Feline AIDS concern as cats run wild
A PLAGUE of "gutter cats" infesting some areas of South Grafton could be carrying the feline equivalent of the disease that leads to AIDS.
Clarence Valley Veterinary Clinic's Ray Barnett said he had diagnosed two animals with the disease, feline immunodeficiency virus (FIV), in the past two weeks.
"The disease is spread when an infected animal scratches or bites another animal in a fight," he said.
"Its symptoms are very similar to AIDS in humans. Nothing much happens for a while, but eventually the animal gets sick from a simple infection that its immune system can't fight."
Statistics on the disease, which infects cats worldwide, show between 2.5% and 4.4% of cat populations is infected.
Cats infected with the disease, but not showing any symptoms, are able to spread the disease.
Mr Barnett said an explosion in the numbers of domestic cats could also have a more immediate impact.
"Undesexed males will get into fights when they are looking for mates," he said.
"We get a steady flow - about two a week - from people bringing in their cats after they've been in a fight with another cat."
The vet said desexing was the best solution to solve both the spiralling numbers of "wild" domestic cats and the aggressive behaviour of cats searching for mates.
Residents in several South Grafton streets claim the cats are living and breeding in drains - leading to the label "gutter cats".
"They live in the drains in Maxwell Ave," said one resident on The Daily Examiner Facebook page.
"The problem is that they are nocturnal and the ranger doesn't work at night. Driving in Maxwell Ave at night is an eye-opener. They are everywhere."
The president of Grafton Animal Rescue, Pam Holmes, blamed humans for the problem.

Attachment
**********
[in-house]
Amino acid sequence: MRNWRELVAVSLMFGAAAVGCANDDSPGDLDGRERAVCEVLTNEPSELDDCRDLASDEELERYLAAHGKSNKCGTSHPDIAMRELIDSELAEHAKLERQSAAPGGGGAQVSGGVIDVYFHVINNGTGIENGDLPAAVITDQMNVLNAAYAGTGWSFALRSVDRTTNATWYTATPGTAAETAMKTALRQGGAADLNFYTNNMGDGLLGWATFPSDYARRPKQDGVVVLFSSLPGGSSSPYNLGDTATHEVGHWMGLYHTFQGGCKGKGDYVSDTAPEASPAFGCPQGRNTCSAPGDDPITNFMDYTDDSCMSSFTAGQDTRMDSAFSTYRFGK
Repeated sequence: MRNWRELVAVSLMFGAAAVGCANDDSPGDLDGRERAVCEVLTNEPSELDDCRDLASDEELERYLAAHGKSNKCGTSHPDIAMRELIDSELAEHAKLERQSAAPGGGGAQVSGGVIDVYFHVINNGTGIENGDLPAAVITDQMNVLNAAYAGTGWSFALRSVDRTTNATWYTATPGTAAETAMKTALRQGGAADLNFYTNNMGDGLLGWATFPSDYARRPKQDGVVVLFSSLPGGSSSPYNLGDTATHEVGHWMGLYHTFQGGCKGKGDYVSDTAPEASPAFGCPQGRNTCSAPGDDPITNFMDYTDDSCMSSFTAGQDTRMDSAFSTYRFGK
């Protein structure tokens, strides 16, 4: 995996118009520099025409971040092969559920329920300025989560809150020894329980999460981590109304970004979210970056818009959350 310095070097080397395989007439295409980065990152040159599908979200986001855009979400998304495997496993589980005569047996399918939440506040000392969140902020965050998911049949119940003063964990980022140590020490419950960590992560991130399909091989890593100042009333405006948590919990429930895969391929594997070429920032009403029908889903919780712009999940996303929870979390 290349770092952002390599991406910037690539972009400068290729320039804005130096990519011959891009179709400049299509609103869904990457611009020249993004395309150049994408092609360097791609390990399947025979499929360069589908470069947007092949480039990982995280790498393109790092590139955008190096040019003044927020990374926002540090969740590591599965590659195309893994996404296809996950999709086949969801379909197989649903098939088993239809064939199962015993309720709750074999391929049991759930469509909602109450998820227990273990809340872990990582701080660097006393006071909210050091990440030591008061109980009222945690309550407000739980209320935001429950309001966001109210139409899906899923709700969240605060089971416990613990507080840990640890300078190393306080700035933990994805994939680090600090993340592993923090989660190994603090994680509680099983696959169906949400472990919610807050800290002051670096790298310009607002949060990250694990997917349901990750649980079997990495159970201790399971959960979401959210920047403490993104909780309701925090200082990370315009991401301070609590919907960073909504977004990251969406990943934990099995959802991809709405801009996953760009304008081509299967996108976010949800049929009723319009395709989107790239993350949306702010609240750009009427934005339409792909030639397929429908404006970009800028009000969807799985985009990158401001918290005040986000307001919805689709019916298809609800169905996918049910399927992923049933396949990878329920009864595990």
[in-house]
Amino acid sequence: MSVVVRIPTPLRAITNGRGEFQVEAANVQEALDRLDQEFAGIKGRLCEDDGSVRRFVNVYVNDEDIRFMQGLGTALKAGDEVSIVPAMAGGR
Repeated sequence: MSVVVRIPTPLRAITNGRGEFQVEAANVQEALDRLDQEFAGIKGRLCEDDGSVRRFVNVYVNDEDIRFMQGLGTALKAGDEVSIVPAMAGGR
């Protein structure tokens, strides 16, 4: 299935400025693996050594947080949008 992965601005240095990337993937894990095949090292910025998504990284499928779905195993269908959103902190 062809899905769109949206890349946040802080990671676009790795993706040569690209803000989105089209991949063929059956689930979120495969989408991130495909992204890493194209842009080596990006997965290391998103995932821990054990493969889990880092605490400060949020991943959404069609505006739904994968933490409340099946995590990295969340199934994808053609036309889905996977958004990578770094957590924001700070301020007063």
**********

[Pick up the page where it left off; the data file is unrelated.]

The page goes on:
She agreed cat numbers were out of control in some areas, but said the cats were not feral.
"Many of these cats were owned and would be fine given some time to settle, certainly the kittens that are born on mass each year would be," Ms Holmes said.
She said there was a two-pronged solution to the problem: introduction of a breeder's permit and provision of low-cost desexing of animals.
"A breeder's permit system forces people to make a choice, either pay a fairly large registration or desex their animals," Ms Holmes said.
"We also need to make available low-cost desexing for targeted areas and people on low income to be able to desex in conjunction with the breeder's permit.
"Otherwise we will have animals being dumped in pounds, rescue centres or the bush or even worse. Many will be 'got rid of'."
Clarence Valley Council environment, planning and community director, Des Schroder, said council rangers were to have one of their scheduled meetings yesterday afternoon and the issue would be discussed there.
A new FIV vaccine (Fel-O-Vax FIV) is 80-85% effective in preventing FIV infection. It is administered as an initial series of three doses, two to four weeks apart. It is given to kittens at eight weeks of age or older. Cats more than six months of age should be tested to ensure they are free of the AIDS virus before being vaccinated and ideally they should be permanently identified with a microchip. An annual booster is needed to ensure continued protection.